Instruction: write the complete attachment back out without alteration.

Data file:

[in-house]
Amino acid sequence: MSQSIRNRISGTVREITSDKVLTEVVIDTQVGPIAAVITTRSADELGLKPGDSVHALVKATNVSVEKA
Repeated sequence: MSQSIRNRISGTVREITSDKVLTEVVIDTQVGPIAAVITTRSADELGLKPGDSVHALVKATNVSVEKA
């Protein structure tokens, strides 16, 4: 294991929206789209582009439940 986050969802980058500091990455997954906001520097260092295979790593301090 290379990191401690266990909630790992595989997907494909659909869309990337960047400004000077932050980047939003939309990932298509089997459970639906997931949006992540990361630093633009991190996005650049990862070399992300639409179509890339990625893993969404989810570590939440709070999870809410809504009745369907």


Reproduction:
[in-house]
Amino acid sequence: MSQSIRNRISGTVREITSDKVLTEVVIDTQVGPIAAVITTRSADELGLKPGDSVHALVKATNVSVEKA
Repeated sequence: MSQSIRNRISGTVREITSDKVLTEVVIDTQVGPIAAVITTRSADELGLKPGDSVHALVKATNVSVEKA
């Protein structure tokens, strides 16, 4: 294991929206789209582009439940 986050969802980058500091990455997954906001520097260092295979790593301090 290379990191401690266990909630790992595989997907494909659909869309990337960047400004000077932050980047939003939309990932298509089997459970639906997931949006992540990361630093633009991190996005650049990862070399992300639409179509890339990625893993969404989810570590939440709070999870809410809504009745369907």